Both companies said the meetings have been informal and started soon after the Americana debuted.
“No one’s trying to gain inner secrets; this is a huge industry,” LaFevre said. “We talk with many shopping center owners.”
The Galleria also shares ideas with malls in Century City, Los Angeles and Orange County, she said.
But the Galleria, unlike its other Southern California competitors, did wage a three-year legal battle challenging the Americana for consumer supremacy as the 15.5-acre outdoor mall was planning its unveiling.
Immediately following the Americana’s 2004 City Council approval, General Growth filed suit against Caruso Affiliated Holdings, which runs a string of high-end shopping malls in Southern California, alleging that the Americana’s environmental impact report violated California law.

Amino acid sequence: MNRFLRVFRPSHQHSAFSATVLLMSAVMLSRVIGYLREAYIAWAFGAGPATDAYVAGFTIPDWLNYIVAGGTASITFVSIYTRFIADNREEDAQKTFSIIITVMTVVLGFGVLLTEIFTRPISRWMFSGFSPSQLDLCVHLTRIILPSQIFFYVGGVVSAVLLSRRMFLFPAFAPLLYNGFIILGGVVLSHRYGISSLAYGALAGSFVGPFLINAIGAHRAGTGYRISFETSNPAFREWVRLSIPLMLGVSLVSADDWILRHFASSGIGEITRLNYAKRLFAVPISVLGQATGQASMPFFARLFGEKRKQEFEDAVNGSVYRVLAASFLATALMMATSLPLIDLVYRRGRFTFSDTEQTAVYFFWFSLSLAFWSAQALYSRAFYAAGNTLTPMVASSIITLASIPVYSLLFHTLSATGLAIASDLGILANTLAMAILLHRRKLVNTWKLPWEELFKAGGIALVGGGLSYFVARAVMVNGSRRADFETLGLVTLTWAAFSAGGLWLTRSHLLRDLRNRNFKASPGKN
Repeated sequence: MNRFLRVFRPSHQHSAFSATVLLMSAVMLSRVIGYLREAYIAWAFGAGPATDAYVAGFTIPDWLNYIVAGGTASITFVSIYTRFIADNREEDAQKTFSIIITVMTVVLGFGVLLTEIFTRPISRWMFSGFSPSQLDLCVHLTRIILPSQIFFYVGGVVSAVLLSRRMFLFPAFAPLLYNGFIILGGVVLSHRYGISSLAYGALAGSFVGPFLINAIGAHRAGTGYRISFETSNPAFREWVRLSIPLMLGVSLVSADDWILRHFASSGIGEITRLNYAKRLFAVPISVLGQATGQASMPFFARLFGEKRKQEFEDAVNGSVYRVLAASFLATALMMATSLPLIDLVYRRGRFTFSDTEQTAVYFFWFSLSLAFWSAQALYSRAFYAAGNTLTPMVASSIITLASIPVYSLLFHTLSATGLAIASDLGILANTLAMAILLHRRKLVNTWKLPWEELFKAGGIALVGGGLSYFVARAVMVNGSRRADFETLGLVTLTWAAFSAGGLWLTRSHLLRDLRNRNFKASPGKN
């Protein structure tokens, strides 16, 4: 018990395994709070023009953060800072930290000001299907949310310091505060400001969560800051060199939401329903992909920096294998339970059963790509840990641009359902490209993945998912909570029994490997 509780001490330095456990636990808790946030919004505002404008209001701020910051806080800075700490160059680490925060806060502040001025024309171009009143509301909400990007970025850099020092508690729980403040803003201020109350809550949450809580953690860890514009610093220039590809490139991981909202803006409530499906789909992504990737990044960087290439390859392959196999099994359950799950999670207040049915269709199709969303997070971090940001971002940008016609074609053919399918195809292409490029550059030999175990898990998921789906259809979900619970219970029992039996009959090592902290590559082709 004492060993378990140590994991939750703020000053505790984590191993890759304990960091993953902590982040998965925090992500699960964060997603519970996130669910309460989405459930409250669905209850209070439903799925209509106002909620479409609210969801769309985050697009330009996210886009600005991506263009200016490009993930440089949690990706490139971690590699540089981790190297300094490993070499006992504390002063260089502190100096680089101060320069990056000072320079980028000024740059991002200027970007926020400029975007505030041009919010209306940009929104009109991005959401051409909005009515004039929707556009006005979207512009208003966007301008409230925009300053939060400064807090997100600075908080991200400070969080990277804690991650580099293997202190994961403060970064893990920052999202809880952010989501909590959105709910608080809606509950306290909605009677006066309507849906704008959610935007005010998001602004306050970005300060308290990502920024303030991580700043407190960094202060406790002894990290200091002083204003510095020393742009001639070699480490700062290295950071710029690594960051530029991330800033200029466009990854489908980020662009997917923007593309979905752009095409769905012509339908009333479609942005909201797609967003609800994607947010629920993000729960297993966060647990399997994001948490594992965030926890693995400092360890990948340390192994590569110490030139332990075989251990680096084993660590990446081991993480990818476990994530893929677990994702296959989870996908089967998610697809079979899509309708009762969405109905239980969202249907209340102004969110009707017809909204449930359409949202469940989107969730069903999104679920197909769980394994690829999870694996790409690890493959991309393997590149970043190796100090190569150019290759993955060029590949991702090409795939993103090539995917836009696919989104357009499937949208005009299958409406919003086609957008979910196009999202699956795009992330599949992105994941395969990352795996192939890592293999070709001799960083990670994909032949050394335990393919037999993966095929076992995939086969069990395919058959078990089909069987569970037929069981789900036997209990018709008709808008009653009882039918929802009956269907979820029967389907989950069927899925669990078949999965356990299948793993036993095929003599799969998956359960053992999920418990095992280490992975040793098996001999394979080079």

A judge rejected that claim in a January 2005 decision, paving the way for the project to proceed.
In turn, Americana owner Rick Caruso filed a $40-million antitrust suit against General Growth in 2004, alleging that the Chicago-based real estate investment trust engaged in interference and unfair business practices by trying to strong-arm tenants away from potential deals at the Americana.
General Growth denied the claim but was forced to pay $89 million in damages in November 2007 after a jury found that the real estate company tried to derail a deal between Cheesecake Factory and the Americana.
The issue involved a 43-month delay in which the restaurant balked at signing a lease in the Americana after General Growth threatened to block the restaurant’s inclusion at some of its more than 200 malls nationwide.
General Growth is the restaurant’s biggest landlord, according to company holdings.